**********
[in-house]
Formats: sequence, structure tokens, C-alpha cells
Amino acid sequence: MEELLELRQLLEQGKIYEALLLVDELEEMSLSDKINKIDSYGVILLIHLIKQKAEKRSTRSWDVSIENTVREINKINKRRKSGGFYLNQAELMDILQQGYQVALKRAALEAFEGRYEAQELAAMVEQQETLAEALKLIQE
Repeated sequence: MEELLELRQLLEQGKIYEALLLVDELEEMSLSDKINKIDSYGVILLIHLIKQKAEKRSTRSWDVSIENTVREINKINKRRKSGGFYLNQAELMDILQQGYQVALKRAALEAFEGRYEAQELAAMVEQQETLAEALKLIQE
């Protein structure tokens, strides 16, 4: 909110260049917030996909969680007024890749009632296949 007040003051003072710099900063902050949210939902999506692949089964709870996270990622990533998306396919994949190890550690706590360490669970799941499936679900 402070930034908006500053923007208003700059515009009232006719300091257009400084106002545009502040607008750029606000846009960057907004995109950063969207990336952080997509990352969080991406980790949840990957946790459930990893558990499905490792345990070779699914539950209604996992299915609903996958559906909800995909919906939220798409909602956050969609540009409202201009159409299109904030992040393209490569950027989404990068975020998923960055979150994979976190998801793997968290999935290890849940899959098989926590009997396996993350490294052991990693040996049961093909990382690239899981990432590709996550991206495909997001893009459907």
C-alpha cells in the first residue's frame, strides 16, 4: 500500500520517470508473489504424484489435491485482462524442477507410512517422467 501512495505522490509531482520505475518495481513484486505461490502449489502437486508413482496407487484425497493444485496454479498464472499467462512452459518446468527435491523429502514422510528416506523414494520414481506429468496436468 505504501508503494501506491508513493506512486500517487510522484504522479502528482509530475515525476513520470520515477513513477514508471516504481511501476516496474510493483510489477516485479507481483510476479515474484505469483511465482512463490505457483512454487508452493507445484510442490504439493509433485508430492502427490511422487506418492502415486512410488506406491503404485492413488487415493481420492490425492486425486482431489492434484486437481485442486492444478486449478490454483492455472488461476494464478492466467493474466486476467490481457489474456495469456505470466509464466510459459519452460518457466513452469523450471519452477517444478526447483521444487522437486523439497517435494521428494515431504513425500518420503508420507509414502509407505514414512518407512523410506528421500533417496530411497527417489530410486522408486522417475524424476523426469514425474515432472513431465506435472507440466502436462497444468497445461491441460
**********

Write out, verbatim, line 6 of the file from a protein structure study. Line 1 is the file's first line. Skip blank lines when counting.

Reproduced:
C-alpha cells in the first residue's frame, strides 16, 4: 500500500520517470508473489504424484489435491485482462524442477507410512517422467 501512495505522490509531482520505475518495481513484486505461490502449489502437486508413482496407487484425497493444485496454479498464472499467462512452459518446468527435491523429502514422510528416506523414494520414481506429468496436468 505504501508503494501506491508513493506512486500517487510522484504522479502528482509530475515525476513520470520515477513513477514508471516504481511501476516496474510493483510489477516485479507481483510476479515474484505469483511465482512463490505457483512454487508452493507445484510442490504439493509433485508430492502427490511422487506418492502415486512410488506406491503404485492413488487415493481420492490425492486425486482431489492434484486437481485442486492444478486449478490454483492455472488461476494464478492466467493474466486476467490481457489474456495469456505470466509464466510459459519452460518457466513452469523450471519452477517444478526447483521444487522437486523439497517435494521428494515431504513425500518420503508420507509414502509407505514414512518407512523410506528421500533417496530411497527417489530410486522408486522417475524424476523426469514425474515432472513431465506435472507440466502436462497444468497445461491441460